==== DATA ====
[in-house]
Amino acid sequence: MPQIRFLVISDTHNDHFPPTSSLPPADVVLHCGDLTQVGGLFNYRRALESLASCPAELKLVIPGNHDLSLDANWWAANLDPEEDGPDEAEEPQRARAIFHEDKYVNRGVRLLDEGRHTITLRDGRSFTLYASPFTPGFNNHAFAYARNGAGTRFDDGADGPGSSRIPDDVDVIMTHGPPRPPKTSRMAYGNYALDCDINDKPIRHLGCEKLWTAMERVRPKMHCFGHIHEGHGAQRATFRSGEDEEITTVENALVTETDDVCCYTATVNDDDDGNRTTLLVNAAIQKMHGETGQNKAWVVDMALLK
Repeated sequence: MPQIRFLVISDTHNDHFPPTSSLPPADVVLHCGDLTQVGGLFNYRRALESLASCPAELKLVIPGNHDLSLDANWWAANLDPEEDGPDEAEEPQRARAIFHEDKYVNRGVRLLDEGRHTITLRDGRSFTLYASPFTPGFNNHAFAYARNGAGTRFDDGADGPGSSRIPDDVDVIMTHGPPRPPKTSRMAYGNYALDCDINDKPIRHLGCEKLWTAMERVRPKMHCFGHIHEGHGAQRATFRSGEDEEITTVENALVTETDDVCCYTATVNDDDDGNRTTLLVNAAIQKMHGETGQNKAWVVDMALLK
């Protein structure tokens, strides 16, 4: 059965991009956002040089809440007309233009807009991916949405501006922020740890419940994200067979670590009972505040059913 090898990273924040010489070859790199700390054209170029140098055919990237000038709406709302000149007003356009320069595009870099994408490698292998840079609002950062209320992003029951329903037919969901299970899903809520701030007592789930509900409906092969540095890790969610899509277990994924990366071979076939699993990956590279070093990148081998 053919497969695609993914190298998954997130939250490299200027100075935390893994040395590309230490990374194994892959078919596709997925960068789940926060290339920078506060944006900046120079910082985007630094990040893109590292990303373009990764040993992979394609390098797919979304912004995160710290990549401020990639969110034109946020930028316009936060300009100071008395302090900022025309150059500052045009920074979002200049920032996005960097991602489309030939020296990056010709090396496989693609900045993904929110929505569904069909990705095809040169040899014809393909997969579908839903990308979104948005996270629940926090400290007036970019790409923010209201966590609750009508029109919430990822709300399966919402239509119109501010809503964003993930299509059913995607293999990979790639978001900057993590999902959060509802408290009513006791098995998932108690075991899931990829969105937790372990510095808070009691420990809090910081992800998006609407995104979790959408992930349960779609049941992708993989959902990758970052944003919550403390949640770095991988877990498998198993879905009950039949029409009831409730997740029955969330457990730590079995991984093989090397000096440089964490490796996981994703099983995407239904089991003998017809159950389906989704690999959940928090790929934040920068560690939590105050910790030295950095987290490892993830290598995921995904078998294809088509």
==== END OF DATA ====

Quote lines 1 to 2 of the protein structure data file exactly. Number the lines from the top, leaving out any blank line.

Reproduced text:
[in-house]
Amino acid sequence: MPQIRFLVISDTHNDHFPPTSSLPPADVVLHCGDLTQVGGLFNYRRALESLASCPAELKLVIPGNHDLSLDANWWAANLDPEEDGPDEAEEPQRARAIFHEDKYVNRGVRLLDEGRHTITLRDGRSFTLYASPFTPGFNNHAFAYARNGAGTRFDDGADGPGSSRIPDDVDVIMTHGPPRPPKTSRMAYGNYALDCDINDKPIRHLGCEKLWTAMERVRPKMHCFGHIHEGHGAQRATFRSGEDEEITTVENALVTETDDVCCYTATVNDDDDGNRTTLLVNAAIQKMHGETGQNKAWVVDMALLK